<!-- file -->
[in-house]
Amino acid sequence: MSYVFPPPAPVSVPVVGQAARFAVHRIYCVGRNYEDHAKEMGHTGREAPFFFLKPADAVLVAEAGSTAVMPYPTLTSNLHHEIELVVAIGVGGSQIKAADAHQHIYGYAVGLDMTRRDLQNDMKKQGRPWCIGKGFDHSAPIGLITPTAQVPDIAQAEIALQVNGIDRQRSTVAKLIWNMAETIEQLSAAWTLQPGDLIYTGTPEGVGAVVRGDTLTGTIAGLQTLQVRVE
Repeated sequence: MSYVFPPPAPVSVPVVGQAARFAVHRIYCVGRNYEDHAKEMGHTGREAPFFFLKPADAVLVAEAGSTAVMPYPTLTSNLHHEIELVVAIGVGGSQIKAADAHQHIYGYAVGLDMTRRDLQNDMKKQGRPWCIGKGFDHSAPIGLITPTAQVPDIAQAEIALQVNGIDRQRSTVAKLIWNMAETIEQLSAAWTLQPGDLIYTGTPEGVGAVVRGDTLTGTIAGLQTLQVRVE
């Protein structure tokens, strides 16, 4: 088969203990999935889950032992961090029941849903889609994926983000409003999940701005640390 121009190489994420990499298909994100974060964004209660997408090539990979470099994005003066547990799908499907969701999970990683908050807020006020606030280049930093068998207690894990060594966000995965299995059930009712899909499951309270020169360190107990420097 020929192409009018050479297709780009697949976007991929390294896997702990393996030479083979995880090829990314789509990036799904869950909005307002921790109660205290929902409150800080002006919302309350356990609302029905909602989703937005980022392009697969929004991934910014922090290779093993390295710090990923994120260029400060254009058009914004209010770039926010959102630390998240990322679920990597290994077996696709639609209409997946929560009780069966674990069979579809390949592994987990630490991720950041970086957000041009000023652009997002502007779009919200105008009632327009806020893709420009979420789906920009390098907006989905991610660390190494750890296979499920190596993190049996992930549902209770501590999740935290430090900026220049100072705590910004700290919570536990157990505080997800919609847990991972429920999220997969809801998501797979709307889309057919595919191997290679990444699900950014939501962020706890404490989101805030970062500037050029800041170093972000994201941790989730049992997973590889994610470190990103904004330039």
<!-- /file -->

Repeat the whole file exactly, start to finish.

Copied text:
[in-house]
Amino acid sequence: MSYVFPPPAPVSVPVVGQAARFAVHRIYCVGRNYEDHAKEMGHTGREAPFFFLKPADAVLVAEAGSTAVMPYPTLTSNLHHEIELVVAIGVGGSQIKAADAHQHIYGYAVGLDMTRRDLQNDMKKQGRPWCIGKGFDHSAPIGLITPTAQVPDIAQAEIALQVNGIDRQRSTVAKLIWNMAETIEQLSAAWTLQPGDLIYTGTPEGVGAVVRGDTLTGTIAGLQTLQVRVE
Repeated sequence: MSYVFPPPAPVSVPVVGQAARFAVHRIYCVGRNYEDHAKEMGHTGREAPFFFLKPADAVLVAEAGSTAVMPYPTLTSNLHHEIELVVAIGVGGSQIKAADAHQHIYGYAVGLDMTRRDLQNDMKKQGRPWCIGKGFDHSAPIGLITPTAQVPDIAQAEIALQVNGIDRQRSTVAKLIWNMAETIEQLSAAWTLQPGDLIYTGTPEGVGAVVRGDTLTGTIAGLQTLQVRVE
């Protein structure tokens, strides 16, 4: 088969203990999935889950032992961090029941849903889609994926983000409003999940701005640390 121009190489994420990499298909994100974060964004209660997408090539990979470099994005003066547990799908499907969701999970990683908050807020006020606030280049930093068998207690894990060594966000995965299995059930009712899909499951309270020169360190107990420097 020929192409009018050479297709780009697949976007991929390294896997702990393996030479083979995880090829990314789509990036799904869950909005307002921790109660205290929902409150800080002006919302309350356990609302029905909602989703937005980022392009697969929004991934910014922090290779093993390295710090990923994120260029400060254009058009914004209010770039926010959102630390998240990322679920990597290994077996696709639609209409997946929560009780069966674990069979579809390949592994987990630490991720950041970086957000041009000023652009997002502007779009919200105008009632327009806020893709420009979420789906920009390098907006989905991610660390190494750890296979499920190596993190049996992930549902209770501590999740935290430090900026220049100072705590910004700290919570536990157990505080997800919609847990991972429920999220997969809801998501797979709307889309057919595919191997290679990444699900950014939501962020706890404490989101805030970062500037050029800041170093972000994201941790989730049992997973590889994610470190990103904004330039």